One small study weakly suggests that glycine may enhance memory and mental function.11

Glycine alone and in combination with other amino acids has shown a bit of promise for enhancing wound healing.13

Animal studies suggest that dietary glycine may protect against chemically induced damage to the liver or kidneys.14-16

Other studies in laboratory animals suggest that dietary glycine may prevent tumor formation and growth in the livers of mice and rats.17,18 However, it is too early to say whether glycine has cancer preventive effects in humans.

Manufacturers advertising glycine supplements have made a number of additional claims for it, including prevention of epileptic seizures, reducing acid in the stomach, multiple sclerosis, boosting the immune system, and calming the mind. It is also proposed as a sports supplement, said to work in this capacity by increasing release of human growth hormone (HGH). As yet, there is no real scientific evidence that glycine works for any of these purposes.

Because it has a sweet taste, glycine has also been recommended as a sugar substitute for people with diabetes.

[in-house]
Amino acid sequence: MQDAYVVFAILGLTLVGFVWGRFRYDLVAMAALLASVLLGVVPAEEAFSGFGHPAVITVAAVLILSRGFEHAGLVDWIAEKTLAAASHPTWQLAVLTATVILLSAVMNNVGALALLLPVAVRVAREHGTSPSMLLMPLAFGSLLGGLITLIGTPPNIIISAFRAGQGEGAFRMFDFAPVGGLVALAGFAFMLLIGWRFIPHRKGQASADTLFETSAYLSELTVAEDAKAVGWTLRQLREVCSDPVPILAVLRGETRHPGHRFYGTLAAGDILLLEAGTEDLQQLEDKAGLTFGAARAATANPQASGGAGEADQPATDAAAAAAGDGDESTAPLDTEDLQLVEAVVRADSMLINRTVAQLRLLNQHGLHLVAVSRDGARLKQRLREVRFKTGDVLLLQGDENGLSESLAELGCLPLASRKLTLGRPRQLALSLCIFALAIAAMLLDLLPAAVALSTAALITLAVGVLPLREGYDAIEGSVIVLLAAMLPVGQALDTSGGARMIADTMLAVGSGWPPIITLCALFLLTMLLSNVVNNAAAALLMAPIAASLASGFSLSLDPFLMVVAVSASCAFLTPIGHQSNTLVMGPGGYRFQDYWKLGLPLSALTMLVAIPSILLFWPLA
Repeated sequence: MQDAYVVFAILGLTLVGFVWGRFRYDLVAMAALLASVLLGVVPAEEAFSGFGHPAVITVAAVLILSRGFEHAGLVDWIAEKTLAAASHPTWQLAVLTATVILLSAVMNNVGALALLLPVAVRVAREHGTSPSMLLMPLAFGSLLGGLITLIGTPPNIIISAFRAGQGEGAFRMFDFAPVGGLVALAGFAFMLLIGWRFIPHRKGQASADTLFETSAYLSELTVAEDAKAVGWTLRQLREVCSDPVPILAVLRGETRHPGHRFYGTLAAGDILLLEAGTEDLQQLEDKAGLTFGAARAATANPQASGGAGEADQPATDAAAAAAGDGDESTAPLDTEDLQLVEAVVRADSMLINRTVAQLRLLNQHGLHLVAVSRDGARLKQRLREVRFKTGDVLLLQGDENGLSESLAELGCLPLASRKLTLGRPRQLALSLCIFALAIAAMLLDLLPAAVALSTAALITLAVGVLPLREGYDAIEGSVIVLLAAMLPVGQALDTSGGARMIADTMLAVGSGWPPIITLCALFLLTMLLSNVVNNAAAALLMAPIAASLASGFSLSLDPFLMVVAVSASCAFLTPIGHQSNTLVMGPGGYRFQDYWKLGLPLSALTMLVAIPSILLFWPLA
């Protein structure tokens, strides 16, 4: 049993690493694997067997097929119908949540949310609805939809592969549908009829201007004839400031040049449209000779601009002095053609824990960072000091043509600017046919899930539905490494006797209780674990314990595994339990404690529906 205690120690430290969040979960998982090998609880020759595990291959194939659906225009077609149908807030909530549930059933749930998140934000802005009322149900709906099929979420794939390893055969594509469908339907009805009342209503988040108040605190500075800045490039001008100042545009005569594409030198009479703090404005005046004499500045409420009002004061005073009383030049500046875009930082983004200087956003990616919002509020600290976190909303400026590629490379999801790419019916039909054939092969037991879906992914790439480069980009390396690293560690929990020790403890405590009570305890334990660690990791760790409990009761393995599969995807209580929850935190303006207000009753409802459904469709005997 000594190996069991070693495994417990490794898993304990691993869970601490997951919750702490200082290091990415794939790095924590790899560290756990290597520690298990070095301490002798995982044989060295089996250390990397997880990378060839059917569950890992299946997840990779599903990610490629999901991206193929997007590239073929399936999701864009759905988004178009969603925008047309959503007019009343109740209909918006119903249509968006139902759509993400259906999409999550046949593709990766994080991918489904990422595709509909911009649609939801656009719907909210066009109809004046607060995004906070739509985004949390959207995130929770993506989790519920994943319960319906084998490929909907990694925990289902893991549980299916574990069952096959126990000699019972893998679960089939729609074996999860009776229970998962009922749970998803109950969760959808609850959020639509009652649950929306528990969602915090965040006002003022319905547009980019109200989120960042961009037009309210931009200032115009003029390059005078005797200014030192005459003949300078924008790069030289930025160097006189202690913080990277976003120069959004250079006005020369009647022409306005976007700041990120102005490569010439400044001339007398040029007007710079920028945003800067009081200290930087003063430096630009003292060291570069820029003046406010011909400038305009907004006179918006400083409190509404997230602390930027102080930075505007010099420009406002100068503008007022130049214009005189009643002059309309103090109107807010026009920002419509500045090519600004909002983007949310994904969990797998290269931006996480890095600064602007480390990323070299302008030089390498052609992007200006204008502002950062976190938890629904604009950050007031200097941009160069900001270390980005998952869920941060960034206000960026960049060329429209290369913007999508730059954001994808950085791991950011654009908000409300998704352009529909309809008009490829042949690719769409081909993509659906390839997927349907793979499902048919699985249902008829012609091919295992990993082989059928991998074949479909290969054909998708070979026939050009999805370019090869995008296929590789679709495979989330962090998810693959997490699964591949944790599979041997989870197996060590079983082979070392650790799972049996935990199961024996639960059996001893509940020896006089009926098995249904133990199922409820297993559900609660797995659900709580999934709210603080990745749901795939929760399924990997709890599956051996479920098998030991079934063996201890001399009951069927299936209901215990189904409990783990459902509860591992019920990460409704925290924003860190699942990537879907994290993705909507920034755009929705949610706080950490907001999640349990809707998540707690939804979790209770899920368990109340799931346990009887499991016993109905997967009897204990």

What Is the Scientific Evidence for Glycine?

Schizophrenia

Glycine might enhance the effectiveness of drugs used for schizophrenia, especially those in the older phenothiazine category. It has also shown equivocal promise for the drugs risperidone and olanzapine. However, it may not be helpful for people using clozapine.

Phenothiazine drugs are most effective for the "positive" symptoms of schizophrenia, such as hallucinations and delusions. (Such symptoms are called "positive" because they indicate the presence of abnormal mental functions, rather than the absence of normal mental functions.) In general, however, these medications are less helpful for the "negative" symptoms of schizophrenia, such as apathy, depression, and social withdrawal. Glycine might be of benefit here.